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Research

Overview

My research falls into two different research projects that converge on questions regarding the relationship between meaning and assertion. The first continues work that I began in my dissertation on the nature of semantic theories. The second focuses on how linguistic practices and credibility judgements result in injustice. In the former project I argue that expressions are the correct objects of a semantic theory.

My second research project sits at the intersection of philosophy of language, epistemology, and ethics. In this project I argue that only the commitment-based account of assertion explains silencing that arises from testimonial injustice and provides a means for rectifying the wrong in some contexts. I further argue that although the constitutive norm account of assertion can explain how testimonial injustice disrespects speakers, it does not explain how speakers are objectified by it. Finally, I argue that silencing takes on different forms in different contexts and only by examining how language interacts with gender and racial norms to disadvantage and silence women and minority groups can we have a clear path to remedy these injustices.

Areas

Philosophy of Language

    1. Semantics/Pragmatics Distinction
    2. Norms of Assertion
    3. Proper names and reference
    4. Medieval Supposition and Signification Theory

Epistemology

    1. Epistemology of Disagreement
    2. Contextualism
    3. Epistemic Injustice
    4. Epistemology of Testimony
    5. Feminist Epistemology

Publications

Understanding Assertion to Understand Silencing: Finding an Account of Assertion that Explains Silencing Arising from Testimonial Injustice,” Episteme. (ViewFirst)

Abstract: Rae Langton and Jennifer Hornsby provide accounts of how pornography silences women by appealing to J.L. Austin’s account of speech-acts. Since their accounts focus only on instances of silencing where the hearer does not grasp the type of speech-act the speaker intends to perform, their accounts of silencing do not generalize to explain silencing that arises from what Miranda Fricker calls “testimonial injustice.” I argue that silencing arising from testimonial injustice can only be explained by what we shall call the dialectical account of assertion, according to which assertion is the undertaking of a commitment in reasoned discourse. In doing so, I show that accounts of assertion based on speakers’ intentions, proposals to common ground, and constitutive norms do not provide the necessary framework to explain silencing within the context of testimonial injustice. Having shown the strength of the dialectical account in explaining silencing, I conclude that the dialectical account also provides a way to remedy some instances of silencing arising from testimonial injustice providing further evidence that the dialectical account is the correct account of assertion.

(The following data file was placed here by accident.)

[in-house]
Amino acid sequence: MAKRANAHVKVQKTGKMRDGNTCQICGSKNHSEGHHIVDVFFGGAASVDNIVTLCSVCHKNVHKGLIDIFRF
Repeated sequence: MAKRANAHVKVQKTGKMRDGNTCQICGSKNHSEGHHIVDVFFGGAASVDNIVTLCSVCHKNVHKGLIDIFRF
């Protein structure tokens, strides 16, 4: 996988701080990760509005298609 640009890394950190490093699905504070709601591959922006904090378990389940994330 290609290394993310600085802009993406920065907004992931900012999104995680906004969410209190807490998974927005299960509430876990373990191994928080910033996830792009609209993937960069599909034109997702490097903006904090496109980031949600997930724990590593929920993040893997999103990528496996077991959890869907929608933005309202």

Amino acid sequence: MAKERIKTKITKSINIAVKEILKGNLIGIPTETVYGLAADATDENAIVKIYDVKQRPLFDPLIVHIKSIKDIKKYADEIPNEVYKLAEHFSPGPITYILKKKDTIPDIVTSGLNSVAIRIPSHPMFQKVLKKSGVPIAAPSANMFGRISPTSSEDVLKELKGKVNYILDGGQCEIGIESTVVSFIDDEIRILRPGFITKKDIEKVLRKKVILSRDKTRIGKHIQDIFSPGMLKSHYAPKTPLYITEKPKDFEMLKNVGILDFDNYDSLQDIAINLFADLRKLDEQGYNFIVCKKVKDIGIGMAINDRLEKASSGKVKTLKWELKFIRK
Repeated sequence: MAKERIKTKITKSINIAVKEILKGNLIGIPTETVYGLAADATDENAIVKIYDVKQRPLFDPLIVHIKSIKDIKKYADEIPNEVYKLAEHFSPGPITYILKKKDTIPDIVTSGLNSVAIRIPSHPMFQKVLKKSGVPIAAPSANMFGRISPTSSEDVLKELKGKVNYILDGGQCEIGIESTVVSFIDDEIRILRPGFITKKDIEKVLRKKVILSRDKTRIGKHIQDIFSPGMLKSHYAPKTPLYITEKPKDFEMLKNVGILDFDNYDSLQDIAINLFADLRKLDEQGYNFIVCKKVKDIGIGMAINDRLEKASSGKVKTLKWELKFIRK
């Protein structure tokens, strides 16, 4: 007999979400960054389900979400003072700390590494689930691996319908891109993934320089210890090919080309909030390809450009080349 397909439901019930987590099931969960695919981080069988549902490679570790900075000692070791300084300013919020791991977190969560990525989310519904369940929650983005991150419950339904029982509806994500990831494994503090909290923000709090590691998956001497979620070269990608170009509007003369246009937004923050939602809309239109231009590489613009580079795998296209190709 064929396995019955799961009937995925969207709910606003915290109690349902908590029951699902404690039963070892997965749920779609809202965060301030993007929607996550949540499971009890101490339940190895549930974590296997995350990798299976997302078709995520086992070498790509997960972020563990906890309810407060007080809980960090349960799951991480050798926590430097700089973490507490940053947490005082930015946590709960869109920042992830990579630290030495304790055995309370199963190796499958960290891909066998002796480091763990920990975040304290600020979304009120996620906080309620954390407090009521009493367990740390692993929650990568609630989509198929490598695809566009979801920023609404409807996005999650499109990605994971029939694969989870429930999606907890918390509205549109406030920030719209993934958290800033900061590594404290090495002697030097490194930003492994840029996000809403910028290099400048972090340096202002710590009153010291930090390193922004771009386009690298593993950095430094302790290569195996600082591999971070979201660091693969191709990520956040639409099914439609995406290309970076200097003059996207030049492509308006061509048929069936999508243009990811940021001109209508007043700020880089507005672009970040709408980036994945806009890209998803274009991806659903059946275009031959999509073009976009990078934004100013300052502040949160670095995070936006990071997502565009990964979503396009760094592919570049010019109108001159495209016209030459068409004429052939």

“Getting Expression-based Semantics Right: Its Proper Objects of Evaluation and Limits,” The Southern Journal of Philosophy. (Forthcoming)

Abstract: Often those attempting to resolve the answering machine paradox appeal to Kaplan’s claim that the objects of semantic evaluation are expression-types with respect to indices, instead of utterances, as part of their solution. This article argues that Dylan Dodd and Paula Sweeney exemplify the kind of mistakes theorists make in applying such expression-based semantic theories in that they (1) conflate what is asserted with semantic content, and (2) they take their approach to utterance interpretation as having semantic significance. In light of these mistakes, we learn two things. First, we learn how expression-based semantic theorists can avoid making these kinds of mistakes. Second, we learn how the limits of expression-based semantics can contribute to what we should expect a semantic theory to explain regarding how semantics fits into a more general theory of linguistic communication and linguistic understanding.

(2016) “A Modulation Account of Negative Existentials,” Philosophia.  44 (1): 227-245.

Abstract: Fictional characters present a problem for semantic theorists. One approach to this problem has been to maintain realism regarding fictional characters, that is to claim that fictional characters exist. In this way names originating from fiction have designata. On this approach the problem of negative existentials is more pressing than it might otherwise be since an explanation must be given as to why we judge them true when the names occurring within them designate existing objects. So, realists must explain the intuitive truth of such statements. Some realists have appealed to pragmatics to explain this, but have not developed these positions fully. What follows is an original account of negative existentials based on the pragmatic process of modulation. Modulation affects the meaning of ‘exists’ such that its extension is merely those things that exist physically. It is then argued that the modulation approach provides a more natural account of the intuitive truth of negative existentials involving fictional characters than an account based on conversational implicatures. Finally, the modulation account is defended against objections presented against similar accounts.

 In Progress

“On the Metaphysics of Semantic Tokens,” (under review)

“Constitutive Norm of Assertion, Epistemic Harm, and Silencing,” (preparing manuscript)

“Keeping the Audience in Mind: Word Choice and Substitution of Co-Referring Terms,” (revising manuscript)

“Varieties of Silencing,” (early stages)

Dissertation

Semantics, Pragmatics, and The Nature of Semantic Theories